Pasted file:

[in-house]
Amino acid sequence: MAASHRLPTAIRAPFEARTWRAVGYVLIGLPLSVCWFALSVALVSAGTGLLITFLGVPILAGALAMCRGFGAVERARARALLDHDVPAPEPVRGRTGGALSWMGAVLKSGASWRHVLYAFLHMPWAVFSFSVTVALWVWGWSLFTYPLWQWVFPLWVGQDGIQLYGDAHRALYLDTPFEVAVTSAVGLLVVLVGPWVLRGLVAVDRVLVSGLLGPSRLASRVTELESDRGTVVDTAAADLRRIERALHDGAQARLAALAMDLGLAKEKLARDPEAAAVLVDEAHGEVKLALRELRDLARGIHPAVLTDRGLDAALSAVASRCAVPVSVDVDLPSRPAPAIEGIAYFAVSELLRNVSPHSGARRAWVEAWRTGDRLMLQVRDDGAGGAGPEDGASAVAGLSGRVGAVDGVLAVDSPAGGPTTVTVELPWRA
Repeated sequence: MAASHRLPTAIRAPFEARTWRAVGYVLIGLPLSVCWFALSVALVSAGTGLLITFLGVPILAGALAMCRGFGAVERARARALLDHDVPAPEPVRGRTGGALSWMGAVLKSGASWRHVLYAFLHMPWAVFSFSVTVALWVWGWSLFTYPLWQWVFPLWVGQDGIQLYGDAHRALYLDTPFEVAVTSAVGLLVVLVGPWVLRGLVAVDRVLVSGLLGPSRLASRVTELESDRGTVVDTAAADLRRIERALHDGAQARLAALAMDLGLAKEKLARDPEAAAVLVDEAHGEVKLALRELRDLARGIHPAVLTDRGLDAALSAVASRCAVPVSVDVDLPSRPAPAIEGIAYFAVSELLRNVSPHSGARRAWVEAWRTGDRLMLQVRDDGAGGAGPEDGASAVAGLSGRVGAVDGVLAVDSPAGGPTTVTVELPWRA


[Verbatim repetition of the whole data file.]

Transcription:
[in-house]
Amino acid sequence: MAASHRLPTAIRAPFEARTWRAVGYVLIGLPLSVCWFALSVALVSAGTGLLITFLGVPILAGALAMCRGFGAVERARARALLDHDVPAPEPVRGRTGGALSWMGAVLKSGASWRHVLYAFLHMPWAVFSFSVTVALWVWGWSLFTYPLWQWVFPLWVGQDGIQLYGDAHRALYLDTPFEVAVTSAVGLLVVLVGPWVLRGLVAVDRVLVSGLLGPSRLASRVTELESDRGTVVDTAAADLRRIERALHDGAQARLAALAMDLGLAKEKLARDPEAAAVLVDEAHGEVKLALRELRDLARGIHPAVLTDRGLDAALSAVASRCAVPVSVDVDLPSRPAPAIEGIAYFAVSELLRNVSPHSGARRAWVEAWRTGDRLMLQVRDDGAGGAGPEDGASAVAGLSGRVGAVDGVLAVDSPAGGPTTVTVELPWRA
Repeated sequence: MAASHRLPTAIRAPFEARTWRAVGYVLIGLPLSVCWFALSVALVSAGTGLLITFLGVPILAGALAMCRGFGAVERARARALLDHDVPAPEPVRGRTGGALSWMGAVLKSGASWRHVLYAFLHMPWAVFSFSVTVALWVWGWSLFTYPLWQWVFPLWVGQDGIQLYGDAHRALYLDTPFEVAVTSAVGLLVVLVGPWVLRGLVAVDRVLVSGLLGPSRLASRVTELESDRGTVVDTAAADLRRIERALHDGAQARLAALAMDLGLAKEKLARDPEAAAVLVDEAHGEVKLALRELRDLARGIHPAVLTDRGLDAALSAVASRCAVPVSVDVDLPSRPAPAIEGIAYFAVSELLRNVSPHSGARRAWVEAWRTGDRLMLQVRDDGAGGAGPEDGASAVAGLSGRVGAVDGVLAVDSPAGGPTTVTVELPWRA